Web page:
29 March 2013

Not At All Slimy Okra


The pictures of this finished dish, as a matter of fact the finished dish in the flesh, may not inspire you to love okra.  That is, if you don't already.  I guess, considering this post and the last one, I am on a vegetables that divide the masses kick this week.  If you aren't familiar with it, and if you're not from the South you may not be, okra is one of a kind in the vegetable world.  It's closest relation in the plant world is cotton.  Yummy, right?  The most off-putting characteristic of okra is is mucilaginous goo, a.k.a its slime.  That slime is actually good for you since it is actually full of easily digestible fiber, but slime isn't exactly an appetizing food descriptive.

I grew up with okra at every family fish fry, so I love the stuff.  If it's on the menu, I almost always order it.  I actually never made okra at home before this because my husband doesn't care for it.  I decided to roast it in the oven with a good dousing of red pepper flakes.  I had high hopes that my husband might actually eat it if it was really spicy and not at all slimy.  I did succeed in getting him to eat a few bites, which is more than I can say for his previous relationship with okra.  I pretty much devoured the rest, albeit with a big glass of milk because of the spiciness.  All and all it was a big hit, which is more than I can say okra ever was before at my house.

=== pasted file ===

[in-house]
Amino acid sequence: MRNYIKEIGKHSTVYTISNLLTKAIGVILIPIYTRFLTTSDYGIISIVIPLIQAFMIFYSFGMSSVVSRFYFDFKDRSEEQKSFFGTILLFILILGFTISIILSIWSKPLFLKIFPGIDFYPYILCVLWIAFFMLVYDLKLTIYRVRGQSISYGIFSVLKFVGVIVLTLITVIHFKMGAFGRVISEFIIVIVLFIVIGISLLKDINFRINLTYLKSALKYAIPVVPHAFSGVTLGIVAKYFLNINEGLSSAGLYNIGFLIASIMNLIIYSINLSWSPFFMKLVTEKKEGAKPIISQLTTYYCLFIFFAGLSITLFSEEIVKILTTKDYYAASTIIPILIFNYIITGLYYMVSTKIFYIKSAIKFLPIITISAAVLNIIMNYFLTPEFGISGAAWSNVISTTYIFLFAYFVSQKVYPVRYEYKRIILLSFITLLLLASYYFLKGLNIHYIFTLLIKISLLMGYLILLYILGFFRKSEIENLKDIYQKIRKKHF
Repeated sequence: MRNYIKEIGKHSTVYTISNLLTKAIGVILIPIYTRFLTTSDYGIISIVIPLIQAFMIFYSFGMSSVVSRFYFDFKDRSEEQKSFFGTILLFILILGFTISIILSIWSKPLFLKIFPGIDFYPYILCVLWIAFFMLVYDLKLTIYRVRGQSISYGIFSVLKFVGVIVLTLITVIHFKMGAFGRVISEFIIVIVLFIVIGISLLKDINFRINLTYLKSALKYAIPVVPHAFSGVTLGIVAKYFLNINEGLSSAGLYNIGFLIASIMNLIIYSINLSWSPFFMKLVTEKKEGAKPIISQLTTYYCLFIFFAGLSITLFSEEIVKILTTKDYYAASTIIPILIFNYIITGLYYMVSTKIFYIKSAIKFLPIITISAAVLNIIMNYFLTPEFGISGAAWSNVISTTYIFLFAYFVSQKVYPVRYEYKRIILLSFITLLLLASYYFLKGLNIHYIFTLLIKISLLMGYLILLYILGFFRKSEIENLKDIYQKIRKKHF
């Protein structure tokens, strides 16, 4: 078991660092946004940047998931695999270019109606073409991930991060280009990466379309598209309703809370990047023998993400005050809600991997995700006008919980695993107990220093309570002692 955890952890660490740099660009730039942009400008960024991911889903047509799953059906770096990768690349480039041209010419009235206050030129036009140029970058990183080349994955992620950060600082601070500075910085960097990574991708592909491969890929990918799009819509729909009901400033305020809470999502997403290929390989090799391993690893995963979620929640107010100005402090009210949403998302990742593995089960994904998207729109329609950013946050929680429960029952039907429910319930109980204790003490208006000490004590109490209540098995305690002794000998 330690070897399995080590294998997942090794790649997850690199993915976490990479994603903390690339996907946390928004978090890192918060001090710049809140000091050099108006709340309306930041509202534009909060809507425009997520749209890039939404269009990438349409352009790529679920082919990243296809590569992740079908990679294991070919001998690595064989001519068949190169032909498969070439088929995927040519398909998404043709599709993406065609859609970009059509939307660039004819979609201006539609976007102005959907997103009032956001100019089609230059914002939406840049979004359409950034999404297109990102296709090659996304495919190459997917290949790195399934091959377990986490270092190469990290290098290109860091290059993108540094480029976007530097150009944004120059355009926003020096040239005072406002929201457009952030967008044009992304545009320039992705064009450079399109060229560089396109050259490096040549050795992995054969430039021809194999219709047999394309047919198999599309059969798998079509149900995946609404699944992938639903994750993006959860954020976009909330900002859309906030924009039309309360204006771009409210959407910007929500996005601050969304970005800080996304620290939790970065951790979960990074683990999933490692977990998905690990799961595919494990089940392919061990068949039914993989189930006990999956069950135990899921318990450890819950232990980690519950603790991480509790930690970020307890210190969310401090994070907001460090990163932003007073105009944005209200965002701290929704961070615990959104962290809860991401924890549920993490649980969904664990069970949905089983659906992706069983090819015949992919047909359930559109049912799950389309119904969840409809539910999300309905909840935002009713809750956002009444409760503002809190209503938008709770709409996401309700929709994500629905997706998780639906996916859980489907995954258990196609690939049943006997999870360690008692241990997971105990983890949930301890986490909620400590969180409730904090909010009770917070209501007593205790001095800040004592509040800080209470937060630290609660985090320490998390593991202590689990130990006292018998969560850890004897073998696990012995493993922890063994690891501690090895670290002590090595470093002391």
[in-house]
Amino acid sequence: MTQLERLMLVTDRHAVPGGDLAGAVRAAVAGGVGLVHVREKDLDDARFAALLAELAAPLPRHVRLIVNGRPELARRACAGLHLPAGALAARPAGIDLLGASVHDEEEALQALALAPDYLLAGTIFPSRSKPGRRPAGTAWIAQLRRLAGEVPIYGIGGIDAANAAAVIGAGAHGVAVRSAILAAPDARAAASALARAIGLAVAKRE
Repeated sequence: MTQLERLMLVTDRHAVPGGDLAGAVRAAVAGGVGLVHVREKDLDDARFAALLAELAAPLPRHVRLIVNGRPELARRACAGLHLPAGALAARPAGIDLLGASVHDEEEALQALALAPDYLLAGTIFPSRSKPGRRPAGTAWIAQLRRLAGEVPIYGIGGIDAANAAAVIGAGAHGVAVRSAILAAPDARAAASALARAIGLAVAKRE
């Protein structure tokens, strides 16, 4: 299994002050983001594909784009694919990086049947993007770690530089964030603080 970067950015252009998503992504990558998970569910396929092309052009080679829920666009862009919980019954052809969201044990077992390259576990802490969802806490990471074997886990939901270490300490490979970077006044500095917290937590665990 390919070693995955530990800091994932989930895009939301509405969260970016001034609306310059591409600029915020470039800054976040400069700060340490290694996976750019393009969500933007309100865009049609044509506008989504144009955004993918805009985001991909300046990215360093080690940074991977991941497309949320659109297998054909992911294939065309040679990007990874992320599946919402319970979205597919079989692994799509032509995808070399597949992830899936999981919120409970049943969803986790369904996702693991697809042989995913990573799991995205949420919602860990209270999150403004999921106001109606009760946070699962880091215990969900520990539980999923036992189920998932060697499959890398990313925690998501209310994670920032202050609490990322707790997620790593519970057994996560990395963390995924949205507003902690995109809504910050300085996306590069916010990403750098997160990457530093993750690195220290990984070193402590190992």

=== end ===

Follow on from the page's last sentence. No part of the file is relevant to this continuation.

Toss some okra with some vegetable oil and chili flakes.  I threw in the Brussels sprouts I had left over from Wednesday's post, too.  The throw it all in the oven.


Cook it for about 45 minutes to an hour, or until it looks almost burnt.  When it looks about as unappetizing as it could possibly be, then it's done.

Spicy Oven Roasted Okra


1 lb fresh whole okra pods
3-4 Tbsp vegetable oil
2-4 Tbsp red pepper flakes, to taste
salt

Preheat the oven to 350°.

In a large bowl, toss together the okra with the oil and pepper flakes.  Use enough oil to thinly coat the okra.  Pour the okra onto a rimmed baking sheet and sprinkle with a little salt.

Bake for 45-60 minutes, stirring occasionally, or until the okra is not quite burned, but is quite dark in color and crispy on the edges.  Let cool slightly before serving.

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